Contentious refereeing decisions played their part in Cumbria as West Allotment Celtic bowed out of the FA Vase in controversial circumstances at the hands of division one side Penrith.
The visitors were the victims of two soft penalty awards – both saved by the impressive Ryan Beal – but two dismissals in the second half consigned Allotment to their fate, going down 4-1 at the World Group Stadium.
The trip across the north west began brightly enough for Paul Stoneman’s men.
After Beal had dealt with a curling Martyn Coleman free kick, it was Celtic who snatched an early lead through a set-piece of their own.
A trademark corner from Marc Dummett found the unmarked Ian Dunn in the box, and the club captain’s goalbound header had too much on it for the covering defender.
Allotment looked to build on their advantage in the opening stages, and could have been two goals to the good within seven minutes.
Penrith could not contain the tricky David Henderson, who jinked his way into the final third before playing in Chris Douglas. The winger was forced wide, but managed to get a shot away, only to be denied by the outstretched boot of keeper Jonny Jamieson.
Just as the away side were pressing home their dominance, they were stung by a lightning quick Penrith counter-attack in the 25th minute.
With too many bodies committed forward for a corner, Allotment were caught out when the ball was cleared. Coleman and Matthew Read worked the ball at pace, affording Cameron Wilson the opportunity to tuck away a tidy finish past the keeper.
The equaliser gave the Blues a much-needed confidence boost, and the hosts soon fashioned two more dangerous shooting opportunities.
Wilson almost doubled his tally, stretching in vain to try and meet a deep Curtis Wood delivery, before Read sliced a half-volley wide from the edge of the area.
Penrith did complete the turnaround ten minutes before half-time as a rare error from Dunn gifted Steven Rigg possession and the prolific midfielder thumped home a 25-yard drive.
It could have been worse for Allotment before the interval, as Michael Bell was harshly adjudged to have tripped his opponent.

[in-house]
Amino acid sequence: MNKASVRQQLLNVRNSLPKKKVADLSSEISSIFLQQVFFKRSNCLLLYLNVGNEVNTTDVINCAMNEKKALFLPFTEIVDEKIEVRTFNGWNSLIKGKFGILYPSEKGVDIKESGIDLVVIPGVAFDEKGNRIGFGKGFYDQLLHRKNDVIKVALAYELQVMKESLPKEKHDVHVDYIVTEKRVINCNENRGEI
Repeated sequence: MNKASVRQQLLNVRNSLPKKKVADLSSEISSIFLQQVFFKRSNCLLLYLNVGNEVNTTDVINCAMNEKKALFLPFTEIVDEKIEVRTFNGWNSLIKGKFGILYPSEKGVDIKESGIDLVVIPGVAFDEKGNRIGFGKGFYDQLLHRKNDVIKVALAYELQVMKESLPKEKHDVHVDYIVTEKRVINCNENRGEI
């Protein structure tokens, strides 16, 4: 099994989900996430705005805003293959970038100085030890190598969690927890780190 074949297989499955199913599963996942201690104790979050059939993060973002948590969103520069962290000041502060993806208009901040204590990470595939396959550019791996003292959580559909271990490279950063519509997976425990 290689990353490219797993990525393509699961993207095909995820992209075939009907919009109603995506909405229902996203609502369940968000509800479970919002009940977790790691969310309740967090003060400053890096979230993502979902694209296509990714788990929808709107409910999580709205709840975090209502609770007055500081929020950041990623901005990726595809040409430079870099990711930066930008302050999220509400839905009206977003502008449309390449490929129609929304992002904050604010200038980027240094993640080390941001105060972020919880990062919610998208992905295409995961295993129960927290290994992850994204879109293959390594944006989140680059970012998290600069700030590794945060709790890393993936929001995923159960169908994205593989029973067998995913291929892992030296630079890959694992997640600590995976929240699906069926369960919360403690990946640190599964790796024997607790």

Read stepped up to take the penalty, but Beal denied Penrith a third goal with his legs.
Granted a reprieve by their keeper, Celtic went up the other end and should have levelled in the period’s final moments.
A perfectly weighted through ball from Henderson put Lawrence McKenna through on goal, but the striker delayed his shot, allowing a covering defender to make a timely and decisive block.
Despite being behind at half-time, Allotment emerged from the dressing room with a sense of optimism – only for a number of curious decisions from the officials to put paid to any hopes of a victory in Cumbria.
The assistant erroneously believed that centre half Glenn Ford had brought down a Blues attacker with a sliding challenge, and the man in the middle duly concurred.
This time goalscorer Wilson stepped up, but Beal denied Penrith for a second time from 12 yards, flying to his right to parry away the forward’s penalty.
From the rebound, Allotment conceded a free kick out wide only for a melee to break out in the penalty area which resulted in Allotment player-manager seeing red whilst his opponent’s offences went unnoticed and unpunished by the officials.
Celtic were made to pay for the oversight from the resulting free kick as Rigg popped up in the box to head home Penrith’s third goal. With tensions running high, Celtic were soon reduced to nine men.
Michael Bell suffered the same fate as his manager after a late, high challenge on full back Wood.
With a two-man advantage, the Cumbrian’s should have gone on to extend their lead, but the profligate Coleman blazed wide another two chances.
Instead, it was substitute Ricky Faustino who grabbed the hosts’ fourth, applying the finish at the back post.
John Pendlebury, briefly operating on the right wing, almost provided brief respite for Allotment.
Goalkeeper Jamieson sliced an attempted clearance in his own six-yard box, but the full back could not bring the ball under his control before attempting a finish.
At the other end, Penrith could easily have made it five, but the outstanding Beal tipped over Ryan Hall’s accurate strike before throwing himself across the line to push another goalbound effort around the post.
The defeat was not without its controversial moments, with the sending-off of Stoneman ultimately changing the complexion of the game – and, were it not for the goalkeeping heroics of Beal, at least two more harsh goals could have been added to Penrith’s final tally.